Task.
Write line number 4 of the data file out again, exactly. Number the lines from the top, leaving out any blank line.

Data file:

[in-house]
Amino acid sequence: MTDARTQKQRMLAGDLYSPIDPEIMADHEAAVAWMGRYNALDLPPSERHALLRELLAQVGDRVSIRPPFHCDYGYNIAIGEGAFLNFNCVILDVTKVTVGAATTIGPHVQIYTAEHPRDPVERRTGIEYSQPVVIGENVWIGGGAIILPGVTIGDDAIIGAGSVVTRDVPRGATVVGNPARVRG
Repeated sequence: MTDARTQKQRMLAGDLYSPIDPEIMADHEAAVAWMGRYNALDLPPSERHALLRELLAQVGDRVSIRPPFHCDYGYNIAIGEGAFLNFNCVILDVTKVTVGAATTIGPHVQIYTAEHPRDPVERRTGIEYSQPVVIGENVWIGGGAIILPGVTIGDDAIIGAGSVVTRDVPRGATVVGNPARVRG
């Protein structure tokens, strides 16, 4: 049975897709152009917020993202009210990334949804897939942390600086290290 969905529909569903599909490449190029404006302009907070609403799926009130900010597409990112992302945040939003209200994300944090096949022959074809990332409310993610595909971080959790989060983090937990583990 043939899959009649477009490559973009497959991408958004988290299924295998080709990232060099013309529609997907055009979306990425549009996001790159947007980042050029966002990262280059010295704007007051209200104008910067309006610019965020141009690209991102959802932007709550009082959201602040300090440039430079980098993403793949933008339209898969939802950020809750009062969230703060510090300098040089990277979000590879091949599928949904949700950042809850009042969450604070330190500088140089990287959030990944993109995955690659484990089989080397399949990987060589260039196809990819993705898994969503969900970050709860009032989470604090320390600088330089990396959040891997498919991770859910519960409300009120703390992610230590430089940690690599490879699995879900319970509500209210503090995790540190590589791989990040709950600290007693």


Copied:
């Protein structure tokens, strides 16, 4: 049975897709152009917020993202009210990334949804897939942390600086290290 969905529909569903599909490449190029404006302009907070609403799926009130900010597409990112992302945040939003209200994300944090096949022959074809990332409310993610595909971080959790989060983090937990583990 043939899959009649477009490559973009497959991408958004988290299924295998080709990232060099013309529609997907055009979306990425549009996001790159947007980042050029966002990262280059010295704007007051209200104008910067309006610019965020141009690209991102959802932007709550009082959201602040300090440039430079980098993403793949933008339209898969939802950020809750009062969230703060510090300098040089990277979000590879091949599928949904949700950042809850009042969450604070330190500088140089990287959030990944993109995955690659484990089989080397399949990987060589260039196809990819993705898994969503969900970050709860009032989470604090320390600088330089990396959040891997498919991770859910519960409300009120703390992610230590430089940690690599490879699995879900319970509500209210503090995790540190590589791989990040709950600290007693």